Saturday, April 2, 2011

The Week In Review

Here's the articles from the week of March 28 to April 1st.

"Don't Stop Believin'" - Journey Song Analysis
There are few songs from the 80's that have had the impact or longevity of Journey's "Don't Stop Believin,'" which was requested for song analysis by long-time reader HF. Surprisingly, the song may be more popular today than it ever was when it was first released in 1981........ Read More...

The Quick And Easy Effects Setup
Ever wondered what effects to dial in so things sound good during tracking without getting into your head turned around by the infinite possibilities available? Here's a quick and easy setup that will sound great.... Read More...

Busting Some Soundproofing Myths
Before you can look at some accepted ways to improve your isolation, it’s important to look at all the things that won’t work. In this excerpt from The Studio Builder’s Handbook (written with Dennis Moody) is a list of various materials that you’ll often see attached to the walls of a space in hopes of increasing the isolation, but although they won't help very much at all. Read More...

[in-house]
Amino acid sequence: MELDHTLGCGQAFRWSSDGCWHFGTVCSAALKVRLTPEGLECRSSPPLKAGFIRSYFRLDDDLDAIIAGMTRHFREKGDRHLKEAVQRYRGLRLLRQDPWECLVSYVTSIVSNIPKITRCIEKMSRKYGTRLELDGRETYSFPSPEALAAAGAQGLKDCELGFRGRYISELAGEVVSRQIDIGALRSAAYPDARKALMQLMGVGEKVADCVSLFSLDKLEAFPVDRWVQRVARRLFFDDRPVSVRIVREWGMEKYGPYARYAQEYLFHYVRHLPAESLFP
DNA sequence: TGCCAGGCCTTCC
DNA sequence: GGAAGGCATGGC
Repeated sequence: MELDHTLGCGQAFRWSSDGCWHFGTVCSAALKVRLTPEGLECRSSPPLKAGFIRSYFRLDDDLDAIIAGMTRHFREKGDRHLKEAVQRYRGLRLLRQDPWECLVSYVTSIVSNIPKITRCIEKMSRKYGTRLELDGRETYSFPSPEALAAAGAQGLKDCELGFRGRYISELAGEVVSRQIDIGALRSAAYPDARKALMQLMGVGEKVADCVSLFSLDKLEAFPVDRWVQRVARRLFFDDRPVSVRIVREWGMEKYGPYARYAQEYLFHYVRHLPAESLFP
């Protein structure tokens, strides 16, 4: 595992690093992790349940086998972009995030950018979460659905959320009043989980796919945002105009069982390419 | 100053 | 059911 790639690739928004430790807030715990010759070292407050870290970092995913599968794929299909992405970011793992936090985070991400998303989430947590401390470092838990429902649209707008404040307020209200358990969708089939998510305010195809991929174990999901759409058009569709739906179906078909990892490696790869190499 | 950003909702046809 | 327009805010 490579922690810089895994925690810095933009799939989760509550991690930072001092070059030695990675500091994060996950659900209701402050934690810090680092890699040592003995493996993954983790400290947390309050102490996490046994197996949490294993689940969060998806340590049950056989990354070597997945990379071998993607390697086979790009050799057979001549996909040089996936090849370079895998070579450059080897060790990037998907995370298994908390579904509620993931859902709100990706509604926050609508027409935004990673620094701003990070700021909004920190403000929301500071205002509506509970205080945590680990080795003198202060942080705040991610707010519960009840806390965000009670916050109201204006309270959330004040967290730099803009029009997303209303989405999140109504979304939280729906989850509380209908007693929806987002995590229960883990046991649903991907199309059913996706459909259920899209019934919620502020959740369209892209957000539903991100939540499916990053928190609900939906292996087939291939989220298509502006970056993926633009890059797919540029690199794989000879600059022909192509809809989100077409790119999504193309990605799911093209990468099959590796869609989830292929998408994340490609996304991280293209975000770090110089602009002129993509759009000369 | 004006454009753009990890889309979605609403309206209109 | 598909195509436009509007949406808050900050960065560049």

"Refugee" - Tom Petty And The Heartbreakers Song Analysis
Reader Henry Y asked for a song analysis of the song that broke Tom Petty and the Heartbreakers - "Refugee." The song was from their 1979 multi-platinum classic Damn The Torpedos LP that was TP's first Top 10.... Read More...

The Essence Of Guitar Tone
Beyond the basic body style, there are quite a number of elements that go into giving an acoustic guitar its sound. Here's an excerpt from The Ultimate Guitar Tone Handbook (co-authored with Rich Tozzoli), that shows why the kind of wood that the guitar is made from makes such a big difference. Read More...